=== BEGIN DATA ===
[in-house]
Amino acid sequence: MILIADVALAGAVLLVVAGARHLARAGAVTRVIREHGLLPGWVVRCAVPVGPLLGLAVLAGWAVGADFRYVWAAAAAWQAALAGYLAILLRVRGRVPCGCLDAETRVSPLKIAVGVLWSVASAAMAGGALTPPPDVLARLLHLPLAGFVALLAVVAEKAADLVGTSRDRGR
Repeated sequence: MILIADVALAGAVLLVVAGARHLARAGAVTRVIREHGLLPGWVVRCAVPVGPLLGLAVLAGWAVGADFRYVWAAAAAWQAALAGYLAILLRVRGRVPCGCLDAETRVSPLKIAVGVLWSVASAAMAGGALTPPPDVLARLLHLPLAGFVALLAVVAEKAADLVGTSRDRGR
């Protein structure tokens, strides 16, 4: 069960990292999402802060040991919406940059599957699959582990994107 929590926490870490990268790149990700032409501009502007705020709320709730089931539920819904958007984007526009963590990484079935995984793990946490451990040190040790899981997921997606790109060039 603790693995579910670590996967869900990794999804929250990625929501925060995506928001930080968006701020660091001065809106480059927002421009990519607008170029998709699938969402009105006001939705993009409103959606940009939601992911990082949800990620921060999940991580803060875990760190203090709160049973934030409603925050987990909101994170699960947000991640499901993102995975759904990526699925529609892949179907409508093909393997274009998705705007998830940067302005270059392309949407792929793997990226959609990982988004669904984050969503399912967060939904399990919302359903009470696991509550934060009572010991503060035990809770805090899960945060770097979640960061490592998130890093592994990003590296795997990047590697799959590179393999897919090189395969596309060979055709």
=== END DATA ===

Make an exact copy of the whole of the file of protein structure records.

[in-house]
Amino acid sequence: MILIADVALAGAVLLVVAGARHLARAGAVTRVIREHGLLPGWVVRCAVPVGPLLGLAVLAGWAVGADFRYVWAAAAAWQAALAGYLAILLRVRGRVPCGCLDAETRVSPLKIAVGVLWSVASAAMAGGALTPPPDVLARLLHLPLAGFVALLAVVAEKAADLVGTSRDRGR
Repeated sequence: MILIADVALAGAVLLVVAGARHLARAGAVTRVIREHGLLPGWVVRCAVPVGPLLGLAVLAGWAVGADFRYVWAAAAAWQAALAGYLAILLRVRGRVPCGCLDAETRVSPLKIAVGVLWSVASAAMAGGALTPPPDVLARLLHLPLAGFVALLAVVAEKAADLVGTSRDRGR
């Protein structure tokens, strides 16, 4: 069960990292999402802060040991919406940059599957699959582990994107 929590926490870490990268790149990700032409501009502007705020709320709730089931539920819904958007984007526009963590990484079935995984793990946490451990040190040790899981997921997606790109060039 603790693995579910670590996967869900990794999804929250990625929501925060995506928001930080968006701020660091001065809106480059927002421009990519607008170029998709699938969402009105006001939705993009409103959606940009939601992911990082949800990620921060999940991580803060875990760190203090709160049973934030409603925050987990909101994170699960947000991640499901993102995975759904990526699925529609892949179907409508093909393997274009998705705007998830940067302005270059392309949407792929793997990226959609990982988004669904984050969503399912967060939904399990919302359903009470696991509550934060009572010991503060035990809770805090899960945060770097979640960061490592998130890093592994990003590296795997990047590697799959590179393999897919090189395969596309060979055709």